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The Vegas Beat
The Vegas Beat
Candy-Ass

What is up with the Pacific Northwest that it nourishes such emotionally charged punk? It's largely due to the work of the Chainsaw and Candy-Ass labels, which put out Third Sex, Team Dresch, Sleater-Kinney and the Vegas Beat, a trio of queer-positive punks. Amanda Kelly and Marci Martinez, also of Team Dresch, anchor this farm Team. "To the Fortunate Ones" starts the CD like a whirlwind of emotions jumping out of Pandora's record crate. The vocals aren't caterwauling peals of agony--oxygen is conserved and released in measured tones. The Vegas Beat's empowering aura accelerates on "Willing to Try" and the sumptuous "1000 Miles." "U.F.O." and "She Got Away" offer breathing room, a brief pause to assess the greener grass. The best advice is given at the close of "To the Fortunate Ones"--just stick around. (Todd S. Inoue)


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Rasco
The Unassisted
Stones Throw

Rasco was a mic-wielding assassin of underground emcee collective Various Blends before releasing The Unassisted, his solo debut. With soundscapes overseen by Peanut Butter Wolf, Rasco enters a chaotic playground filled with ethereal beats and samples that stick. The targets? Fakers, haters, radio programmers. "The Unassisted" sinks all battleships with Saafir-like lyrical precision ("Playing me close, heads are flown at the flag post / At half staff, you've done stepped on the wrong path / You hear the whistle of a missile coming full speed / It's hip-hop to the core, I'm the new breed"). "Hip-Hop Essentials" demonstrates the sonic creativity booming out of this area. Rasco isn't part of KMEL's stylized "hip-hop generation"; he and his Bay Area cohorts sought shelter in subterranean alcoves. When his full-length LP, Time Waits for No One, arrives, assume crash positions. (TSI)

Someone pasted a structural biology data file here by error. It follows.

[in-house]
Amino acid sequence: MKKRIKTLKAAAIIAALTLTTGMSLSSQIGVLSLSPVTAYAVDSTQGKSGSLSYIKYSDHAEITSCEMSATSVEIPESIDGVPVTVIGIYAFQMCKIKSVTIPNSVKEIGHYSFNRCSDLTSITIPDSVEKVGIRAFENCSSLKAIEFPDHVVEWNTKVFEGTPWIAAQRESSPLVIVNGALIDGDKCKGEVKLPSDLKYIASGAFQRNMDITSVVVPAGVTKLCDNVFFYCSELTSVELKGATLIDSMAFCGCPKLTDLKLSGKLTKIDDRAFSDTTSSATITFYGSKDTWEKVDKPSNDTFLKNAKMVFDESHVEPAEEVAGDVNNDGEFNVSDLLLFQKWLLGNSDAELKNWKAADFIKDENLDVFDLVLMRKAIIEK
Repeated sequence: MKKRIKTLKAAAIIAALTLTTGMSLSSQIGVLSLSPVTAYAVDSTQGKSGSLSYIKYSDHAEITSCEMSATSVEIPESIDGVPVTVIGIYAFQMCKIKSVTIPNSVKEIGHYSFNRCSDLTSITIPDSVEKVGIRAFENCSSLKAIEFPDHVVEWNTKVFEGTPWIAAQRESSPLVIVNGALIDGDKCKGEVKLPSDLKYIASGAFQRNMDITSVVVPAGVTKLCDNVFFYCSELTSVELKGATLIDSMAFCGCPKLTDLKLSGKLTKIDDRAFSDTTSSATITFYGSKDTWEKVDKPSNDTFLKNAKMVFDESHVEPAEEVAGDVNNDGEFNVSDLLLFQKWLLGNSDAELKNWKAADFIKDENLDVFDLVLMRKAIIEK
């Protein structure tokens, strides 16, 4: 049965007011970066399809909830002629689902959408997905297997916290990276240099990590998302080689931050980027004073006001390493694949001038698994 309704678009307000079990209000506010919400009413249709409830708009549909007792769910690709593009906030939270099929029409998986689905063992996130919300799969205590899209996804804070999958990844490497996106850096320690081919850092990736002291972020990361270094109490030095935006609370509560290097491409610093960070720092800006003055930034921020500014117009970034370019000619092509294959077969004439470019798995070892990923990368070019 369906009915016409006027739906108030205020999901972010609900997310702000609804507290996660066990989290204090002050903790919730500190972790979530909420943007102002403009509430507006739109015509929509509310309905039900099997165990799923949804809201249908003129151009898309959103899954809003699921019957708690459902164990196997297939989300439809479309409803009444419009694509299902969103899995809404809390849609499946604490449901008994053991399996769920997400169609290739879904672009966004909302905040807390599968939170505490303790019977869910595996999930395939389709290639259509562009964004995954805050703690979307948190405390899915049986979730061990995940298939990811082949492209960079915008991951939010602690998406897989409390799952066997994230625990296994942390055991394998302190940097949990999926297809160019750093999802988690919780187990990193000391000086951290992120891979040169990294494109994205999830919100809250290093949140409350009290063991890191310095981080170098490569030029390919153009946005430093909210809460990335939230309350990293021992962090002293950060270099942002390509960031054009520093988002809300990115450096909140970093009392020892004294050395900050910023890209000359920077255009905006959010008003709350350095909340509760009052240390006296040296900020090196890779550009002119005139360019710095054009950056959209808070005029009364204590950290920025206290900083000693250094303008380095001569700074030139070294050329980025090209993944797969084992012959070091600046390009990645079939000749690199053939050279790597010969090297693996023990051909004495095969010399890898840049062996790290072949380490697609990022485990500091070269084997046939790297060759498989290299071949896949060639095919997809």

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Eric Johnson

Sandra St. Victor
Mack Diva Saves the World
Warner Bros

In a world teeming with mack-daddies, it was just a matter of time before a femme stepped up. Mack Diva Saves the World is Sandra St. Victor's maiden release after a six-year stint with the jazzadelic Family Stand. Equipped with a pair of pipes that may remind some listeners of prime-time Chaka Khan, St. Victor karate kicks things off with "Mack Diva," her no-shit-taking alter-ego stating her afro-puffed POV. "Cool as ice around her, but fire underneath," Ms. Mack is nature girl to the bad boyz. Things quiet down considerably with "Chocolate." Although the majority of the tracks here are fairly simplistic assessments of male/female relationships, on tracks like "Rise" and "Knocked Up and Locked Down," St. Victor unveils the Helen Reddy in her. Curtis Mayfield (with whom the singer collaborated on his new album) may have been exaggerating when he tabbed St. Victor's a voice from heaven, but it's nice to hear soul music that's not completely consumed with gettin' dirty. (Nicky Baxter)

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From the May 1-7, 1997 issue of Metro

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